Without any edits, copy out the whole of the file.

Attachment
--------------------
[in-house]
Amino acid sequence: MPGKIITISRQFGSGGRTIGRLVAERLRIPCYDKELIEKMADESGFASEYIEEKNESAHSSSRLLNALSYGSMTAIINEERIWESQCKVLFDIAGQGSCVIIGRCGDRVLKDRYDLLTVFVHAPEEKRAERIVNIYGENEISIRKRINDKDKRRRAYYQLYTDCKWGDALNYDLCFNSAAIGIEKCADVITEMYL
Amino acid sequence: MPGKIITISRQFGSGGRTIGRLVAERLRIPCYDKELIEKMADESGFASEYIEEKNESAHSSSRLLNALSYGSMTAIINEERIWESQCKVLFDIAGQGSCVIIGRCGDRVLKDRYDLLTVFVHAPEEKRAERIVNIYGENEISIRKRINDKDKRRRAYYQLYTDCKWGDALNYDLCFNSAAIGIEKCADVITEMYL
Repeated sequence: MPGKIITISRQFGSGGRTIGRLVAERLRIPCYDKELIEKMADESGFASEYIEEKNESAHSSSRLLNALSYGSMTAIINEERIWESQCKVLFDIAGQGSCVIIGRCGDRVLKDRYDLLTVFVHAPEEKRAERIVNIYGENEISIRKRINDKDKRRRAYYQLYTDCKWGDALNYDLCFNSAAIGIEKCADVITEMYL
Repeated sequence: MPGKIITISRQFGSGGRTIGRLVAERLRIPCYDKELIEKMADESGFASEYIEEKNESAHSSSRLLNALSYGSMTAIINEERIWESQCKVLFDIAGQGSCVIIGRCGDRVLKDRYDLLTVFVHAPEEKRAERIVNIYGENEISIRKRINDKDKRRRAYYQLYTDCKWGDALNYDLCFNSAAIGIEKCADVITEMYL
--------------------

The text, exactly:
[in-house]
Amino acid sequence: MPGKIITISRQFGSGGRTIGRLVAERLRIPCYDKELIEKMADESGFASEYIEEKNESAHSSSRLLNALSYGSMTAIINEERIWESQCKVLFDIAGQGSCVIIGRCGDRVLKDRYDLLTVFVHAPEEKRAERIVNIYGENEISIRKRINDKDKRRRAYYQLYTDCKWGDALNYDLCFNSAAIGIEKCADVITEMYL
Amino acid sequence: MPGKIITISRQFGSGGRTIGRLVAERLRIPCYDKELIEKMADESGFASEYIEEKNESAHSSSRLLNALSYGSMTAIINEERIWESQCKVLFDIAGQGSCVIIGRCGDRVLKDRYDLLTVFVHAPEEKRAERIVNIYGENEISIRKRINDKDKRRRAYYQLYTDCKWGDALNYDLCFNSAAIGIEKCADVITEMYL
Repeated sequence: MPGKIITISRQFGSGGRTIGRLVAERLRIPCYDKELIEKMADESGFASEYIEEKNESAHSSSRLLNALSYGSMTAIINEERIWESQCKVLFDIAGQGSCVIIGRCGDRVLKDRYDLLTVFVHAPEEKRAERIVNIYGENEISIRKRINDKDKRRRAYYQLYTDCKWGDALNYDLCFNSAAIGIEKCADVITEMYL
Repeated sequence: MPGKIITISRQFGSGGRTIGRLVAERLRIPCYDKELIEKMADESGFASEYIEEKNESAHSSSRLLNALSYGSMTAIINEERIWESQCKVLFDIAGQGSCVIIGRCGDRVLKDRYDLLTVFVHAPEEKRAERIVNIYGENEISIRKRINDKDKRRRAYYQLYTDCKWGDALNYDLCFNSAAIGIEKCADVITEMYL